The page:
A look at the latest COVID-19 news in Canada:
— Rapid antigen COVID-19 tests won't be available to the general Ontario population for the next little while amid a supply crunch and an ongoing virus surge — but people with the means to access them can get out of virus-related isolation sooner. Officials said Thursday that people who develop symptoms can resume their regular activities sooner than the required five days — the new isolation period for fully vaccinated people and kids under 12 — if two rapid tests taken at least 24 hours apart come back negative, and if their symptoms improve for 24 hours. It's still recommended that people who are sick stay home until symptoms improve.
— Amid growing calls from teachers, child-care workers, parents and opposition politicians, the Ontario government announced Thursday that it would be accelerating booster shots for school and child-care staff to help protect them and the children they work with from COVID-19. In a news release, Education Minister Stephen Lecce said starting Friday, child-care and school staff in the Greater Toronto Hamilton Area will have "planned access to vaccines" at the International Centre in Mississauga, Ont. He noted the clinic will support priority booking for education staff, including educators, custodial staff, administrative staff, school bus drivers and child-care staff.
— Ontario long-term care homes are looking to recruit restaurant workers and family caregivers to help run daily operations as the Omicron variant drives up staff shortages and outbreak numbers. Some homes have reported staff absences as high as 20 to 30 per cent in areas hardest hit by COVID-19, the minister responsible for the sector said Thursday. Rod Phillips said outbreaks were reported in 186 homes — nearly 30 per cent of all those in province — across 30 of the province's 34 public health units as of Thursday. With the Omicron variant continuing to drive cases at record levels, Phillips said he expects the number of long-term care outbreaks to rise.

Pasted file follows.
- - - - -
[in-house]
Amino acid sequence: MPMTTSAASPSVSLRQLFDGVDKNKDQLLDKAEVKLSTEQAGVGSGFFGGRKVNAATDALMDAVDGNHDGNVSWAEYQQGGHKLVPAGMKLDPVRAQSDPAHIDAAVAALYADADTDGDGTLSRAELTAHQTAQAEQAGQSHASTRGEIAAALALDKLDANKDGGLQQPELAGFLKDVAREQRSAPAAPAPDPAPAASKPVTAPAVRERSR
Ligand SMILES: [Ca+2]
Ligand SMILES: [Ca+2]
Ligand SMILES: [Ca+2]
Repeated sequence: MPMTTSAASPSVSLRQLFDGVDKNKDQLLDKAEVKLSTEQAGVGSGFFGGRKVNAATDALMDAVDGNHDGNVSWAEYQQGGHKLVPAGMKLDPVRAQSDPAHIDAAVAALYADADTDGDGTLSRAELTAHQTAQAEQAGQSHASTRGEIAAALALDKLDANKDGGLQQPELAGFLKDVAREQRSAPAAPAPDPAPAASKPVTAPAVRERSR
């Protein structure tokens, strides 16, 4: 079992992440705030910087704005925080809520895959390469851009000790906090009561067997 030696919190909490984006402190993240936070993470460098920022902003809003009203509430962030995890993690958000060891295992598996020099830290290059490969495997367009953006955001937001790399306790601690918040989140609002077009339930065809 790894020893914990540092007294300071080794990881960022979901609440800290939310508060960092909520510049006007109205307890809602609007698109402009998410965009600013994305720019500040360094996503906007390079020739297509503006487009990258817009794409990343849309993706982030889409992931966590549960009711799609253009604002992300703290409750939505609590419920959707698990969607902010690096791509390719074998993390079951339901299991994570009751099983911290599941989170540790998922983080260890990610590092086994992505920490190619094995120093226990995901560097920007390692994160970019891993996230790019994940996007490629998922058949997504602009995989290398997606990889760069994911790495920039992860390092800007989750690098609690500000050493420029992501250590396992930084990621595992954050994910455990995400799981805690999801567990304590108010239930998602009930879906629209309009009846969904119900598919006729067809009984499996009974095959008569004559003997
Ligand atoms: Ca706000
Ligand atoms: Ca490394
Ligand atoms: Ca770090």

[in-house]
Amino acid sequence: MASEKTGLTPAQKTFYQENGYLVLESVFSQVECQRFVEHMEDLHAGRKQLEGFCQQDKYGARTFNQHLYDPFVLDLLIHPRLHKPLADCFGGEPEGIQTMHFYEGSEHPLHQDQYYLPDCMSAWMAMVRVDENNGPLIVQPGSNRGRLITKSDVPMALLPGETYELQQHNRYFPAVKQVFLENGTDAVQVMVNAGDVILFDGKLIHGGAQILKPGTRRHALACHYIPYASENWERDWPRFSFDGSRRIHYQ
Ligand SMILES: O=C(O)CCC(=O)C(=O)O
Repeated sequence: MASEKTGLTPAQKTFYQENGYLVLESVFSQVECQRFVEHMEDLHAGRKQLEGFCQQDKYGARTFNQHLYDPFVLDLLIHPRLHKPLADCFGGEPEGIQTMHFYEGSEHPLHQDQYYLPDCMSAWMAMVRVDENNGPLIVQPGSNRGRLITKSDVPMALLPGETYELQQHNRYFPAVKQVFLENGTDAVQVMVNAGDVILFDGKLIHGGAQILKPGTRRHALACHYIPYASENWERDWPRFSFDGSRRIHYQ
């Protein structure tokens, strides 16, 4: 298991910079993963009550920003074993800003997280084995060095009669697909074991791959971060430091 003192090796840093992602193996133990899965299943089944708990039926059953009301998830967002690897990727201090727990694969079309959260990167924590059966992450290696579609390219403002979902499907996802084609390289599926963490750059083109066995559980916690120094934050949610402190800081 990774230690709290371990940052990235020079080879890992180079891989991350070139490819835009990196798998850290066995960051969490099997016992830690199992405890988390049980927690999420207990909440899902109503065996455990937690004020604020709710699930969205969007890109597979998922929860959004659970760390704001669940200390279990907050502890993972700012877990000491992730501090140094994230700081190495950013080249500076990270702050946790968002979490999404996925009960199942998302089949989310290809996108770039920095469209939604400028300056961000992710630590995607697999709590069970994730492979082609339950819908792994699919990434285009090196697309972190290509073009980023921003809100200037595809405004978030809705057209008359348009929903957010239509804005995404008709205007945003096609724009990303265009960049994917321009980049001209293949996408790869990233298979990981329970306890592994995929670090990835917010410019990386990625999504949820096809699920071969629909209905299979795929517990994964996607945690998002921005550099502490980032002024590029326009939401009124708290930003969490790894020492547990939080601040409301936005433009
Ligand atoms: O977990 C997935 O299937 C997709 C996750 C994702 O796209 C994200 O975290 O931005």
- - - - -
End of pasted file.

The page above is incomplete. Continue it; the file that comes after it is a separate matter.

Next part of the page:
— Canadian airlines are slashing their flight schedules as the COVID-19 pandemic continues to wreak havoc on air industry plans and profits. Transat A.T. is nixing nearly 30 per cent of its flights for the next two months. The tour operator says the ongoing impact of the Omicron variant and the federal government's "restrictive measures" last month have triggered a wave of trip cancellations by passengers. On Dec. 15, the Public Health Agency of Canada advised against non-essential travel abroad. Transat's slimmed-down flight schedule is in place Thursday through Feb. 25, though the Montreal-based company says more changes may be necessary.
— A First Nation in northern Ontario is waiting for military assistance a week after declaring an emergency over a COVID-19 outbreak that's now infected nearly half of its 400 residents. Members of Bearskin Lake First Nation say the situation – which has many in the community isolating, including the chief – means there are few essential workers available to provide basic services and distribute supplies to households, including food, water and wood. Nishnawbe Aski Nation Grand Chief Derek Fox said the community, of which he is a member, needs military personnel on the ground immediately to help. He said the federal government wasn't taking the situation seriously enough and hasn't provided all the help required.